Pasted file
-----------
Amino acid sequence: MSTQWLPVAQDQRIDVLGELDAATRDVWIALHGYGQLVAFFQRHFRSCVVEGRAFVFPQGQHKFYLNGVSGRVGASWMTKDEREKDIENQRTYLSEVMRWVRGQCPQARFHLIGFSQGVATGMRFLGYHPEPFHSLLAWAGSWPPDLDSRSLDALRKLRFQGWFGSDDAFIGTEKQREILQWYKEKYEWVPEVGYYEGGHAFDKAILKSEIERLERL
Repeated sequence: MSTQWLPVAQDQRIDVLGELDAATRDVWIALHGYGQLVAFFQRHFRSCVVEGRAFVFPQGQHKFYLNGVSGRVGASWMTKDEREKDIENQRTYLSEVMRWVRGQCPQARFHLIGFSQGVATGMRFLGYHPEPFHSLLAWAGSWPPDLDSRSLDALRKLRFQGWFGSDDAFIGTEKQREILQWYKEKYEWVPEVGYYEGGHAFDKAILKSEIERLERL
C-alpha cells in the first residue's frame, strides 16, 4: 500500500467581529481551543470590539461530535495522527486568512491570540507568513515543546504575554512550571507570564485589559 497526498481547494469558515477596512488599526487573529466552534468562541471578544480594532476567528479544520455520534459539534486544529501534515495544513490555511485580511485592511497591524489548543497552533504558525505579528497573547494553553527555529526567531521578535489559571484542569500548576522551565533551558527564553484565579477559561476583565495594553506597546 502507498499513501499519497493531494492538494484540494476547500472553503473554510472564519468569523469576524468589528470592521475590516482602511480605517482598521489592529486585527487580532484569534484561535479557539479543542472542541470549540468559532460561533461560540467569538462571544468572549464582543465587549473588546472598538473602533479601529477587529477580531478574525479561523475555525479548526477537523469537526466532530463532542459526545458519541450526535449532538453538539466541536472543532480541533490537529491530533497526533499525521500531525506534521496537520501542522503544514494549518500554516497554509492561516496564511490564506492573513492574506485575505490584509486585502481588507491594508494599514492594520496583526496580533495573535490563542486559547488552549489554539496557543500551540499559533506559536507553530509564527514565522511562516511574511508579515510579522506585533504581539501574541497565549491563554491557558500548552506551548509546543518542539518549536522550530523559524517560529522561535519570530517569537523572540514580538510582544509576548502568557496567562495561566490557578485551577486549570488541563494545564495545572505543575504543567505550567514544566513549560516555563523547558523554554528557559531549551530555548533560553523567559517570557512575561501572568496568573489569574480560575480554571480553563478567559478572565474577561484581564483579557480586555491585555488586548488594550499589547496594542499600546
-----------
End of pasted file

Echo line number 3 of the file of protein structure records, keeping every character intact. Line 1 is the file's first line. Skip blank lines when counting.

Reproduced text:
C-alpha cells in the first residue's frame, strides 16, 4: 500500500467581529481551543470590539461530535495522527486568512491570540507568513515543546504575554512550571507570564485589559 497526498481547494469558515477596512488599526487573529466552534468562541471578544480594532476567528479544520455520534459539534486544529501534515495544513490555511485580511485592511497591524489548543497552533504558525505579528497573547494553553527555529526567531521578535489559571484542569500548576522551565533551558527564553484565579477559561476583565495594553506597546 502507498499513501499519497493531494492538494484540494476547500472553503473554510472564519468569523469576524468589528470592521475590516482602511480605517482598521489592529486585527487580532484569534484561535479557539479543542472542541470549540468559532460561533461560540467569538462571544468572549464582543465587549473588546472598538473602533479601529477587529477580531478574525479561523475555525479548526477537523469537526466532530463532542459526545458519541450526535449532538453538539466541536472543532480541533490537529491530533497526533499525521500531525506534521496537520501542522503544514494549518500554516497554509492561516496564511490564506492573513492574506485575505490584509486585502481588507491594508494599514492594520496583526496580533495573535490563542486559547488552549489554539496557543500551540499559533506559536507553530509564527514565522511562516511574511508579515510579522506585533504581539501574541497565549491563554491557558500548552506551548509546543518542539518549536522550530523559524517560529522561535519570530517569537523572540514580538510582544509576548502568557496567562495561566490557578485551577486549570488541563494545564495545572505543575504543567505550567514544566513549560516555563523547558523554554528557559531549551530555548533560553523567559517570557512575561501572568496568573489569574480560575480554571480553563478567559478572565474577561484581564483579557480586555491585555488586548488594550499589547496594542499600546